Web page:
*Her best piece advice, other than the division of responsibility: try to make sure there's some bread on the table. If nothing else, they'll eat the bread.
**Her second best piece of advice: No short order cooking! The whole family eats the same meal. That's how you get kids used to different foods. If they see their parents eating and enjoying a range of foods, the will eventually try it. Even if they won't touch anything but the bread right now.
I started to chafe against the restrictive Willet approach. I get a lot of enjoyment out of eating food, and it felt wrong to label certain foods as good or bad. I didn't want my kids to pick up food phobias from me; they were doing a good enough job themselves. I don't want them to think some foods are bad, just that some food should be eaten in moderation. I wanted them to focus more on variety than on avoiding certain foods.
*I loved the switch to whole wheat bread, but I was never able to make the "no white flour or white rice" part work for me. Whole wheat pasta and brown rice are pale substitutes for the real thing. I would cook them, and then try to eat as much of everything else in the meal as I could. When the kids refused to touch them, they drifted out of my cooking routine. If I'm not supposed to short order cook for the kids, I'm not supposed to do it for me either.
Then came the one-two punch that finalized the change in my eating habits.
First was the Atkins diet. I had a strong, almost visceral reaction to it: this is wrong! Any diet that said fruit was bad for you is not helping. I started to question the sanity of restricting entire ranges of foods from my diet.
The second change was my interest in the "eat local" movement. I wanted to eat more locally and seasonally, and that's tough to do if you're restricting your diet.
In the end, I relaxed quite a bit on my eating. As a result, my weight crept back up. By 2006, I was at 225 pounds, and have been there (plus or minus five pounds) for the last three years. And, while I would like to lose 25 pounds and be back down to 200, I also have maintained 35 pounds of weight loss for eight years. From what I've read, that's a great result.
*With that said, I've decided that it's time to start paying attention again, and get my weight down a bit. I had a hard time writing this piece; I kept picking it up and putting it down. Eventually I figured out that my current weight does bother me a bit, and that's why I was blocking on it so much. I'm going to try to get my weight closer to 200 pounds. That would give me a BMI of 25 for my 6 foot 3 inch frame. I've already lost 5 of those pounds; I regularly weigh in at 218 now. Only 18 to go!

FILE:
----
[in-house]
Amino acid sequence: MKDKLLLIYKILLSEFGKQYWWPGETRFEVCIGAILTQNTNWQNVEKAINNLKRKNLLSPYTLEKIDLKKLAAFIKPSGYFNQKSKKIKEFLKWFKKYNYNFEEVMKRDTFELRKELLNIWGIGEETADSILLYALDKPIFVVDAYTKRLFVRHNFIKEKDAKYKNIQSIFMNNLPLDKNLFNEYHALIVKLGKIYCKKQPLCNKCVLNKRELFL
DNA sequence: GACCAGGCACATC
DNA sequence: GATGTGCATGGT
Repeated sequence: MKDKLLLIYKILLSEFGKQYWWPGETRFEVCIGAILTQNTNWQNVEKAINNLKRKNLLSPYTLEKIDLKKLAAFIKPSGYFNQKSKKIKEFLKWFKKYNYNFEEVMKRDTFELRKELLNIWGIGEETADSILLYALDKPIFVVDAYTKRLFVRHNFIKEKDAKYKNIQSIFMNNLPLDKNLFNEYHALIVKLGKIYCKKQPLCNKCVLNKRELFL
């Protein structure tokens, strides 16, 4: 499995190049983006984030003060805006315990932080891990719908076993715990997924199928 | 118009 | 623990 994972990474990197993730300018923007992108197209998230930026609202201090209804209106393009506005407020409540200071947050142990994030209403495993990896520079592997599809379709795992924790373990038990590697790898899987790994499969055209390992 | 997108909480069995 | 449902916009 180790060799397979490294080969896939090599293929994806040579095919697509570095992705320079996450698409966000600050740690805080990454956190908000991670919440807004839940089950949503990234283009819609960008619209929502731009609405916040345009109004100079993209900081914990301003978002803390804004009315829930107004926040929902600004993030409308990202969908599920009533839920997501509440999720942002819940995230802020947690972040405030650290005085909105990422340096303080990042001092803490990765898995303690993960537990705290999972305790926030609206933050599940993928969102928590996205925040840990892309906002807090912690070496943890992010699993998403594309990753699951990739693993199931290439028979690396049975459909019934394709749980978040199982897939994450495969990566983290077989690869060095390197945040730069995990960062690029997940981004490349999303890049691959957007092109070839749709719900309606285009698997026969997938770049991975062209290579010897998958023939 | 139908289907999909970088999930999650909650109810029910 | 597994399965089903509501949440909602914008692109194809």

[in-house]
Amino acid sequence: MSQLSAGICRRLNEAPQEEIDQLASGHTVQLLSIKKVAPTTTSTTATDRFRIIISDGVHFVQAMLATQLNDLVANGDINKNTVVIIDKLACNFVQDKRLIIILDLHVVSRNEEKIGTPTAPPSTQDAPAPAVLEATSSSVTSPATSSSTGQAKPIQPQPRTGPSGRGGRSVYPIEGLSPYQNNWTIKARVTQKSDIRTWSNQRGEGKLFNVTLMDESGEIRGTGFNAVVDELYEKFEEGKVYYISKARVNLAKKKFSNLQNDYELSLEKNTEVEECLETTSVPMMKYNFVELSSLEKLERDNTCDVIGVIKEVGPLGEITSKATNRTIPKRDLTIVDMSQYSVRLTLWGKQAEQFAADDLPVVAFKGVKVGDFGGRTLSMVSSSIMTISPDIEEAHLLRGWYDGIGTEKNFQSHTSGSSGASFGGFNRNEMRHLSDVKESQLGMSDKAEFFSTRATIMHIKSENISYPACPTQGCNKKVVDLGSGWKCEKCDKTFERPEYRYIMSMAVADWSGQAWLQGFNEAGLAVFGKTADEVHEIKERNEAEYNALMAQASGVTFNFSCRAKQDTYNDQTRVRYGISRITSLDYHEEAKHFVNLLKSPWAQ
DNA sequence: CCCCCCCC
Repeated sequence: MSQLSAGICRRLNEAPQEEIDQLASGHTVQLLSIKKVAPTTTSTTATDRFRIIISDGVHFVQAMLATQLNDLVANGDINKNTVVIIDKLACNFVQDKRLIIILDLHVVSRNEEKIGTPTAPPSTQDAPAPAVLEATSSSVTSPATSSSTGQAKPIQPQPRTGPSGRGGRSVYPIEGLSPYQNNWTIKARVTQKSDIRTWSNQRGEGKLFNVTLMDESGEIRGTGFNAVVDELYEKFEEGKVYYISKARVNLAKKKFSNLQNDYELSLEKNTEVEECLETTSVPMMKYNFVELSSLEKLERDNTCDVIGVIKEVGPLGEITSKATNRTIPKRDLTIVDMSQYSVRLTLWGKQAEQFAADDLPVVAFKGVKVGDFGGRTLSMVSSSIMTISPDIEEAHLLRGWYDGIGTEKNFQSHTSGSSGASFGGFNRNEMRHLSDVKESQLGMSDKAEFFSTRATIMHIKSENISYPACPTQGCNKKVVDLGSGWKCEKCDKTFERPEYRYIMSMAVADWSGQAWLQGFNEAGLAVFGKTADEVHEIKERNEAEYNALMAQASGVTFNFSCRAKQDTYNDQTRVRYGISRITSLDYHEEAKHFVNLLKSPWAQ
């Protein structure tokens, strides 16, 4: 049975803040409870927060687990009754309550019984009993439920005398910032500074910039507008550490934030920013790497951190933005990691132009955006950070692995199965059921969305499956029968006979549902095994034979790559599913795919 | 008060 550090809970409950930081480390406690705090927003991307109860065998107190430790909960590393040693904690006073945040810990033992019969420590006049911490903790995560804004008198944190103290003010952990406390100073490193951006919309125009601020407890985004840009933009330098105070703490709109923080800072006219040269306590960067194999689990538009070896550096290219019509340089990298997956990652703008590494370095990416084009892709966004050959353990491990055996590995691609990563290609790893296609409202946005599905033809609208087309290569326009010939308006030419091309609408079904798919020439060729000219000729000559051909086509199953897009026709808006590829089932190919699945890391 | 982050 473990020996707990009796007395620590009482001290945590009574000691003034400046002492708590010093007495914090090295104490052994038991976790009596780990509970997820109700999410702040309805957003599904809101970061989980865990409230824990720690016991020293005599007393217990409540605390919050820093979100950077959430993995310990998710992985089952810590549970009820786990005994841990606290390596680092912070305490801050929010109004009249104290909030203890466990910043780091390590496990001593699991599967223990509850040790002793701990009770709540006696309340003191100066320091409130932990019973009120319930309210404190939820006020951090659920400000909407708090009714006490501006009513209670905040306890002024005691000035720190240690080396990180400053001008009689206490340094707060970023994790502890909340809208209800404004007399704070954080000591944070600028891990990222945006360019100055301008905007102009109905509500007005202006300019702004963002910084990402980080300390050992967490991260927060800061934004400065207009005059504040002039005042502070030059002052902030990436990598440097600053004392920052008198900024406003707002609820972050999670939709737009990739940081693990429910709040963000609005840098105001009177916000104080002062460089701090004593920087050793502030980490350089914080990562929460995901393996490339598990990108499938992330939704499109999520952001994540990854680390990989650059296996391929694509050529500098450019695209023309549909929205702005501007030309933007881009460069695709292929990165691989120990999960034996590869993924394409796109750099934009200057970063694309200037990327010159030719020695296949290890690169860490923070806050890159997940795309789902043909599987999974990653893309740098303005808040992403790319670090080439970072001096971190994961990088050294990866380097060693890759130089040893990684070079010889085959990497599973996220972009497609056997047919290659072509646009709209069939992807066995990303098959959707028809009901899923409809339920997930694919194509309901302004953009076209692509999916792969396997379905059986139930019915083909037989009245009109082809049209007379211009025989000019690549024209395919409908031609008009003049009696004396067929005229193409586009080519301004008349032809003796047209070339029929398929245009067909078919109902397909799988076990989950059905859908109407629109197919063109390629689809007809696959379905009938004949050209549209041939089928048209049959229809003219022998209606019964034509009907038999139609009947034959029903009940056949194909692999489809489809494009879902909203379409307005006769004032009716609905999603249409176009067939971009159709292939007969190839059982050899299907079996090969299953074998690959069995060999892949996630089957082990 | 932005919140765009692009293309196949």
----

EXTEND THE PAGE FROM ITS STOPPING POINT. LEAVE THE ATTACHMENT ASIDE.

Tomorrow, in part 2, I'll lay out my rules for losing weight.
What do you think? Questions? Other ideas? Leave them in the comments section below.
*Special thanks to Dan at Casual Kitchen for inspiring this post with his review of The End of Overeating.
Pam Anderson: Perfect Recipe for Losing Weight
Mark Bittman: Food Matters
Michael Pollan: In Defense of Food
Marion Nestle: What to Eat
Rick Bayless: Mexican Everyday
Ellyn Satter: Secrets to Feeding a Healthy Family
Walter Willet: Eat, Drink and Be Healthy
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MikeV @ DadCooksDinner says
Thank you for the story! Grandad sure was disciplined. 5 pounds, and he cut himself off?
If I had that kind of self control, I wouldn't have needed the big weight loss in the first place.
Hi Mike, I read your article with interest. I guess one thing that all with Leiden blood share is loving to eat. Your Leiden grandfather gave himself a 5# allowance. He figured his ideal weight was 165 (he was a lot shorter than you) and when he got up to 170, he got out all in-between-meal eating & desserts until he reached 165 again.
MikeV @ DadCooksDinner says
Pam - Thank you! That means a lot to me, coming from you.
AYOTG - Good work, keep it up! Dropping a pound a month is a great result. As you say, it's much better to be heading slowly in the right direction then quickly in the wrong one...
A Year on the Grill says
great story... i have struggled those 25 pounds for 3 years now... i am down 10 pounds from when i started blogging, so i do agree that fresh foods make a difference.
i start each day with a fruit smoothie, and try to limit portions. I made the decision to not limit myself to diet food, so it is a very slow process... But dropping a pound a month is better than gaining 5 a year
Pam Anderson says
Love your story, Mike. When it comes to weight loss, most people just want to be told what to do. Since we're all different, however, there is no such thing as a one-size-fits-all plan. As soon as we we fall off the wagon (and we all eventually do) we don't know what to do, so we revert back to our old ways.
In order for weight loss to be lasting, we've gotta do the up front work and figure out what we need to eat to be happy and come up with our own plan. You've done that and clearly it's paid off.
Congrats on your eight-year weight loss. That's a real accomplishment.